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Gaba | Amino acid that reconciles calm, peace, serenity
Gaba Amino acid that reconciles calm, peace, serenity

Amino acid that reconciles calm, peace, serenity

Date: May 06, 2020

What is GABA?

neurotrasmettitore gaba


The γ-aminobutyric acid regulates brain excitability by inhibiting the release of neurons.



GABA, or gamma-aminobutyric acid, is an amino acid that performs the function of natural neurotransmitter and neuromodulator present in large quantities within our brain, where it acts as:

  • anti-stress,
  • anxiolytic,
  • muscle relaxant,
  • natural antidepressant.

Being GABA a neurotransmitter (therefore a messenger between neurons) helps to regulate nerve impulses transmission and to deliver different types of messages based on the differentiation between exciting neurotransmitters and inhibitory neurotransmitters.

GABA belongs to inhibitory neurotransmitters, that is, those that decrease the probability that a nerve impulse occurs with too much force and, by binding to specific receptors called GABA receptors or GABAergic receptors, transmits its "inhibitory message", slowing and relaxing the cerebral activity.

When GABA is available in sufficient quantities, it helps to maintain the balance in the chemistry within our brain, promoting a general sense of well-being, peace, and tranquility.

GABA: benefits



GABA is known as the neurotransmitter of calm and relaxation.



By helping to generate a feeling of calm, GABA is particularly effective for relaxing the body before going to sleep, avoiding insomnia and finding more restful sleep. This is synergistically combined with the fact of having a muscle relaxant effect that promotes muscle relaxation, thus also participating in muscle recovery after an effort or intense physical activity.

Several studies have shown that GABA is particularly interesting for:

  • insomnia,
  • high pressure,
  • athletes who practice intense physical activity,
  • states of overweight and obesity.

Given its "inhibitory", relaxing and rebalancing properties, GABA in the form of a supplement is used as an adjuvant in the treatment of many mental disorders, anorexia nervosa, bulimia, anxiety, and depressive states, also finding application for bipolar and l substance abuse, since it has been discovered that those who suffer from it often have a gamma-aminobutyric acid deficiency.

There is also research that argues that GABA can also be potentially interesting as an adjuvant to regulate blood pressure or as an antidiabetic potential. Some studies show that it could regenerate insulin-producing cells in the context of type I diabetes.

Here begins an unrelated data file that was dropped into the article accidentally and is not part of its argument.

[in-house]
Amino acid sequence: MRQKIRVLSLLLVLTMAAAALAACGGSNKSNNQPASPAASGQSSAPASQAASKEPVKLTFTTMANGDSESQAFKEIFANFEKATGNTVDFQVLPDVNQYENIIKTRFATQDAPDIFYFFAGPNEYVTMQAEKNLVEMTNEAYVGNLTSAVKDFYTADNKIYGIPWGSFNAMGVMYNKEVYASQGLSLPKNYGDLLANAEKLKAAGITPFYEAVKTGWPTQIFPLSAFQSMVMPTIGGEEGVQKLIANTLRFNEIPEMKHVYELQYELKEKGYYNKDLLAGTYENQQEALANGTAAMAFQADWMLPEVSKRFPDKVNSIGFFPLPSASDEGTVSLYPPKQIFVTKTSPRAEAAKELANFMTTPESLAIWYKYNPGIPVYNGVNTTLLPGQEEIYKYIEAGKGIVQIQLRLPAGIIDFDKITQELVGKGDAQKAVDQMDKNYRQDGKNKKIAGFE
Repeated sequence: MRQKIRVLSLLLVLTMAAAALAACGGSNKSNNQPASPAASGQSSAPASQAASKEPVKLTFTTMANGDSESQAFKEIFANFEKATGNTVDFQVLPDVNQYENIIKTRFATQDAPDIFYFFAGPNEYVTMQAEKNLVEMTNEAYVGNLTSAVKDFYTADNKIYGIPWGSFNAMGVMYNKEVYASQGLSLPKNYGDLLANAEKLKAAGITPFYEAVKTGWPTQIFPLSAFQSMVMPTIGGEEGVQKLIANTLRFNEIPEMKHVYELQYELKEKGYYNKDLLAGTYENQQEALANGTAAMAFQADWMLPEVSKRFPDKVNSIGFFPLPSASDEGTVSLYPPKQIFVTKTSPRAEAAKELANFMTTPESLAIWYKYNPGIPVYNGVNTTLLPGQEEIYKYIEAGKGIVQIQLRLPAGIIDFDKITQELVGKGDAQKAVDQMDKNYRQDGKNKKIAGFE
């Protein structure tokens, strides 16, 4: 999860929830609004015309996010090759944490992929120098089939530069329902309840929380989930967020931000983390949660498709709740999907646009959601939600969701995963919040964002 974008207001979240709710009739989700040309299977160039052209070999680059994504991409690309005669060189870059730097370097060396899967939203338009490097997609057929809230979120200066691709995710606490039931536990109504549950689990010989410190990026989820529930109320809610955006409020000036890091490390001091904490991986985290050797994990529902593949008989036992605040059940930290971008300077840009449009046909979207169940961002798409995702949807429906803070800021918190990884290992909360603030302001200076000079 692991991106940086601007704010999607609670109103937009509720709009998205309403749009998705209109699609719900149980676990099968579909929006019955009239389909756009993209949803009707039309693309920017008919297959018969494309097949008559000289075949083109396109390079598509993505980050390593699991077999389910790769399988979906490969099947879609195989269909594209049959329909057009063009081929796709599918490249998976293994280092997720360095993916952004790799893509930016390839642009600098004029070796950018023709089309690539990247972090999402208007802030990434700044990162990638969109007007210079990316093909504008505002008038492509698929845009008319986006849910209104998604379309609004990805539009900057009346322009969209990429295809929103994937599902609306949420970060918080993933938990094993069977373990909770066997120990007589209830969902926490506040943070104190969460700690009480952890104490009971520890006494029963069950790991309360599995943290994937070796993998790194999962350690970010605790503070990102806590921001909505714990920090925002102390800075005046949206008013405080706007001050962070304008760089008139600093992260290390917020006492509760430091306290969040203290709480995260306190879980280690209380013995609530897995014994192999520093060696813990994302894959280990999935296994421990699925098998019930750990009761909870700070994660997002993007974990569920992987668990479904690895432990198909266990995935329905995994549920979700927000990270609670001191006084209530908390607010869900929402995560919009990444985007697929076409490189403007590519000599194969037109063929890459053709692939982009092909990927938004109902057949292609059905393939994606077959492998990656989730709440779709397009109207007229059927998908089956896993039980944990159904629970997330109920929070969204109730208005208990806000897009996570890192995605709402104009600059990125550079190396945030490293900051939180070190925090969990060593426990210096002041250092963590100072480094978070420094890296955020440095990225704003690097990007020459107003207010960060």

GABA deficiency

Low GABA levels have been found to have several adverse health impacts, particularly at the neuropsychic level. GABA tends to decrease with advancing age, although some people produce insufficient levels of this substance naturally from a young age.

GABA deficiency symptoms are related to ailments such as:

  • anxiety,
  • panic attacks,
  • insomnia
  • depression.

Research has shown that people with Parkinson's disease or dementia tend to produce low levels of GABA in the brain. Gamma-aminobutyric acid deficiency has also been linked to abuse and substance dependence.

How to increase GABA levels

Those suffering from low levels of gamma-aminobutyric acid could benefit from the use of GABA supplements during rehabilitation and the recovery phase. The ideal time to take a GABA supplement is before going to sleep since high levels of this amino acid help promote tranquility and relaxation.

GABA: side effects

The side effects that could appear when taking a GABA supplement are few, mild and transient, such as drowsiness, a slight alteration of the heart rate or the appearance of slight tingling, itching or tickling, however, sensations that typically last no longer than 20-40 minutes.

In the case of pregnancy and breastfeeding, there are still not enough studies confirming the safety of using GABA, so it is better to avoid taking it entirely. There are no other significant adverse side effects of this supplement.




  • Evert Boonstra, Roy de Kleijn, Lorenza S. Colzato, Anneke Alkemade, Birte U. Forstmann, and Sander Nieuwenhuis,Front Psychol. 2015; 6: 1520. Published online 2015 Oct 6. Neurotransmitters as food supplements: the effects of GABA on brain and behavior
  • Abdou AM, Higashiguchi S, Horie K, Kim M, Hatta H, Yokogoshi H, Biofactors. 2006;26(3):201-8. Relaxation and immunity enhancement effects of gamma-aminobutyric acid (GABA) administration in humans,

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